The Truth about Spotify Wrapped cover image

The Truth about Spotify Wrapped

Andrew Basile • January 30, 2021

streaming music-industry

Picture this: The year is 2011. It’s your freshman year of high school. Your friends just came over after school and you all rushed to your room to show off the new music you had found that week. You exchange Mac Miller, Wiz Khalifa, Drake, G-Eazy, and Mike Stud mixtapes before showing off the Friendly Giant mashup of Vamos a los Levels that you found on last night. It’s Vamos a la Playa...AND one song. Come on that’s epic! Needless to say, life is sensational.

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Every December when Spotify Wrapped rolls around, I’m briefly reminded of fond memories like this and I recall what it was like to have a music collection which took some bit of time and effort to collect, but was uniquely mine. The hours retagging the metadata on iTunes so that artist’s songs were all stored together on different devices. Finding alternative cover art online so that I had cooler photos to look at while staring at my iPod. Scouring the deepest corners of the internet for rare remixes and secret releases. Waking up an extra hour early to sync a new release to my iPod so I could listen on the way to school - sometimes even earlier if I had a few new albums to sync. I loved it. This is what it took to be the go-to music guy in my friend group, so I took a lot of pride in that time and effort. Moreover, this was the time in my life when I really proved to myself how much I loved music.

As a result of this pride, however, I was admittedly very resistant to streaming services when they first arrived. Why would I want everyone else to readily have access to the same songs that I had? Why would I even want that many songs at my disposal? There’s no meritocracy in that! I would spend hours finding a new song that I loved and now someone can just save it to their library in seconds. They used to at least have to put in a little bit of effort or even money to get new music on their laptop or iPod, but the newfound convenience and accessibility of streaming platforms meant it was only a quick “like” away from being just as much their discovery as it was mine.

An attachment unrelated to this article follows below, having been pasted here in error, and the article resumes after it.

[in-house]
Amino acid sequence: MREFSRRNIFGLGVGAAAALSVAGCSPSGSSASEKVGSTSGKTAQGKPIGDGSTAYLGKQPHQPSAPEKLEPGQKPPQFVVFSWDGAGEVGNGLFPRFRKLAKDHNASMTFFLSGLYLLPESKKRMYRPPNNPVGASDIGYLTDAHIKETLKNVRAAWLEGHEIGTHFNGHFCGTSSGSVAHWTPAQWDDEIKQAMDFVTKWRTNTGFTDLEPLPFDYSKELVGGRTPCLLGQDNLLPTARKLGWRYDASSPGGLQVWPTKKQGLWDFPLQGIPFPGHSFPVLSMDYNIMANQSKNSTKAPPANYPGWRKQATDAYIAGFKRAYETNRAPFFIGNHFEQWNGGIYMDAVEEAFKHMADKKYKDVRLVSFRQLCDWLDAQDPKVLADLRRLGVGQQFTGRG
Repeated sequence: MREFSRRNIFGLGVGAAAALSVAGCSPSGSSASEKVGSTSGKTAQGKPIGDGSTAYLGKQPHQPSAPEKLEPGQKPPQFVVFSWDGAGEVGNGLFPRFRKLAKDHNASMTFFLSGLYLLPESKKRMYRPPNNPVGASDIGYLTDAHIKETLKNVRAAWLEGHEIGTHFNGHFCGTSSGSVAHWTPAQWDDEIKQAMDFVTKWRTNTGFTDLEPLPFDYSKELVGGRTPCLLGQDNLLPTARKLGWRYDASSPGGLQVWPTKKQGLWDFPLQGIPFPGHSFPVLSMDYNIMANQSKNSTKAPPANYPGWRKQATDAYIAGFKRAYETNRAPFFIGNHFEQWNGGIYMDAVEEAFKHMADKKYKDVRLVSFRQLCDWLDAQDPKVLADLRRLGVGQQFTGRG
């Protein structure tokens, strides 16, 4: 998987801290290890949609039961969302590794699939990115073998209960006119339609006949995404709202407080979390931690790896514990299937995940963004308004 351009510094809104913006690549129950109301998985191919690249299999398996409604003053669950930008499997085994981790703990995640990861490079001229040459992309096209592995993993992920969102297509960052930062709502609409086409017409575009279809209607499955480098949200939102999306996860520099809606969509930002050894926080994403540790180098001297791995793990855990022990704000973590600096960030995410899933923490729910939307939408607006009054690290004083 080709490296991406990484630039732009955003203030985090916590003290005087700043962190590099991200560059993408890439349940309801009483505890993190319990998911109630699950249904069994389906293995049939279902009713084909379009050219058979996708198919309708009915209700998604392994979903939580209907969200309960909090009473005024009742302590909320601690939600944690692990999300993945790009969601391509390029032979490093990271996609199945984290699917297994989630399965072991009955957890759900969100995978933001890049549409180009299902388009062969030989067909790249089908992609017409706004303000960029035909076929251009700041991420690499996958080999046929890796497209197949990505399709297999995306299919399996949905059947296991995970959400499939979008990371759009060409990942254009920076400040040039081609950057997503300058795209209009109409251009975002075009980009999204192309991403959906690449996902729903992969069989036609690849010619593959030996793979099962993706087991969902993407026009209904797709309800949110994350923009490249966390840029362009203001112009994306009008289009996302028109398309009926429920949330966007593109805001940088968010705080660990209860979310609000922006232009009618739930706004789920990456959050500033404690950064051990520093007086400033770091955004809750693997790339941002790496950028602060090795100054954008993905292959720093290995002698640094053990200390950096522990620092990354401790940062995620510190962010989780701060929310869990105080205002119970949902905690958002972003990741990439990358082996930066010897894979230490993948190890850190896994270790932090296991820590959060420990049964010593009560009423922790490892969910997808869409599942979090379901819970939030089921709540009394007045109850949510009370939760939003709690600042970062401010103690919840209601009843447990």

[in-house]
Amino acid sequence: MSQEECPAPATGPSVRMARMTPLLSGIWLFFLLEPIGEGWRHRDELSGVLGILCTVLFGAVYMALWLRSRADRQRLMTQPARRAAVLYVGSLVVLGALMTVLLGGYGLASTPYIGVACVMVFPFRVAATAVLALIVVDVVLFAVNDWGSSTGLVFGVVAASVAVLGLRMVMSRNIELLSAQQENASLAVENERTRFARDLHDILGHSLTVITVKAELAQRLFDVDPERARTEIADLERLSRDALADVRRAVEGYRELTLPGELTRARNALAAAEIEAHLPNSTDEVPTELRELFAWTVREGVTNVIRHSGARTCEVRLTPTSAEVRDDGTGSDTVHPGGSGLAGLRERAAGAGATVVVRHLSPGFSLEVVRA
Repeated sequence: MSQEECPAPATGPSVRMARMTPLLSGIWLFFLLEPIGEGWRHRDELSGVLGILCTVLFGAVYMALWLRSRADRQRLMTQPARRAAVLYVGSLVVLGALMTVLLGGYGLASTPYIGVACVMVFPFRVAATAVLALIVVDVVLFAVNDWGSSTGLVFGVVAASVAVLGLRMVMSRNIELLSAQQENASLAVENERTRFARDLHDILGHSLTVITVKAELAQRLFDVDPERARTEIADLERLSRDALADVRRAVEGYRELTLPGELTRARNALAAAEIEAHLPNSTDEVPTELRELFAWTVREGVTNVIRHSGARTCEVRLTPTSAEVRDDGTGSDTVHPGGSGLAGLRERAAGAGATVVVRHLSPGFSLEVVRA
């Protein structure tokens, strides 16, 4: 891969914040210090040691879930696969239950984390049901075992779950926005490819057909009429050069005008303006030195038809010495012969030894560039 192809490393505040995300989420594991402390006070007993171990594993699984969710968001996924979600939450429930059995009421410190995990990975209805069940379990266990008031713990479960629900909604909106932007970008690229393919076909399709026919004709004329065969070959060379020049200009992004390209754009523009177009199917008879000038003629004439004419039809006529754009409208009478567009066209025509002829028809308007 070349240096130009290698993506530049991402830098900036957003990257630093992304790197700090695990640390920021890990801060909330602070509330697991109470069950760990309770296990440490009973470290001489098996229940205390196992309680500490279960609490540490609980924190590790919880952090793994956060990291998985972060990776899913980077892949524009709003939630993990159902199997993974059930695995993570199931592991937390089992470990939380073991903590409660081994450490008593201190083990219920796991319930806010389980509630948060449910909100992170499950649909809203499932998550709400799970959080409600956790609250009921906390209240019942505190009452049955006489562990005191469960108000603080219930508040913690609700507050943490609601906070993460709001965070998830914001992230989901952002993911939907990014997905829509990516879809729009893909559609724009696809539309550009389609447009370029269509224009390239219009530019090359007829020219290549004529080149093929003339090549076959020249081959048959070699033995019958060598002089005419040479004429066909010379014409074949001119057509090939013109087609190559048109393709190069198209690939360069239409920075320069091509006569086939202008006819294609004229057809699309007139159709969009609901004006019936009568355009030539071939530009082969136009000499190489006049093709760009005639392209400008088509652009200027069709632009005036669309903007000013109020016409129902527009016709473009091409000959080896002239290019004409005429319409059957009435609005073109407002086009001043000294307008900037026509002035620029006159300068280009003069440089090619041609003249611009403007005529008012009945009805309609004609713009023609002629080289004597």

I wasn’t ready for this change and convinced myself that a reality in which streaming was the predominant source of music consumption would be one with no character. But, I was wrong. I now understand that these were the conclusions of my naive, yet proud 14-year-old music purist self, and I have come to thoroughly enjoy the offerings of streaming platforms. The dust has settled from streaming’s arrival, too, and I also see that there’s nothing stopping me from still conducting my music discovery “the old fashioned way”. My most important realization since then, though, has been that this magic has not been lost in the streaming era. Sure discovery might be less labor intensive now, but the essence of it all is still there, and it culminates in the entertaining annual spectacle that is Spotify Wrapped.

This year, though, I saw a lot of sentiment online that read along the lines of “no one cares about your Spotify Wrapped, don't post it” and that bummed me out. Contrary to what many may think, Spotify Wrapped is not another symptom of social media’s vapid oversharing environment. Yes it manifests as an Instagram post, but someone’s musical year in review isn’t the same thing as them letting you know what they had for breakfast, lunch, and dinner every day and it’s not a feigned happy birthday post as a reason to share a great photo of themselves. Spotify Wrapped is much more than that. It’s a reflection of who they are, their year, what brought them comfort, what took them out of their comfort zone, their trips to the gym, how they got through finals week, who broke their heart, who was there for them, and so much more. It can have a competitive vibe at times and I am guilty of wanting to be in my favorite artists’ top listeners, but I get the most joy from looking at it as a reflection rather than a contest or even celebration. It’s a nice way to stop and acknowledge not just your year itself, but more so the role that music played in it.

So, as we embark on a new year of musical discovery and adventure, let us forget about Spotify Wrapped entirely for the next 11 months, but continue to fuel its statistics. Let’s disregard the optics of what we’re listening to and simply allow the songs we love to do what they’re supposed to do. May the music of our lives enhance our experiences and serve as the soundtracks to our memories next December and every one to come.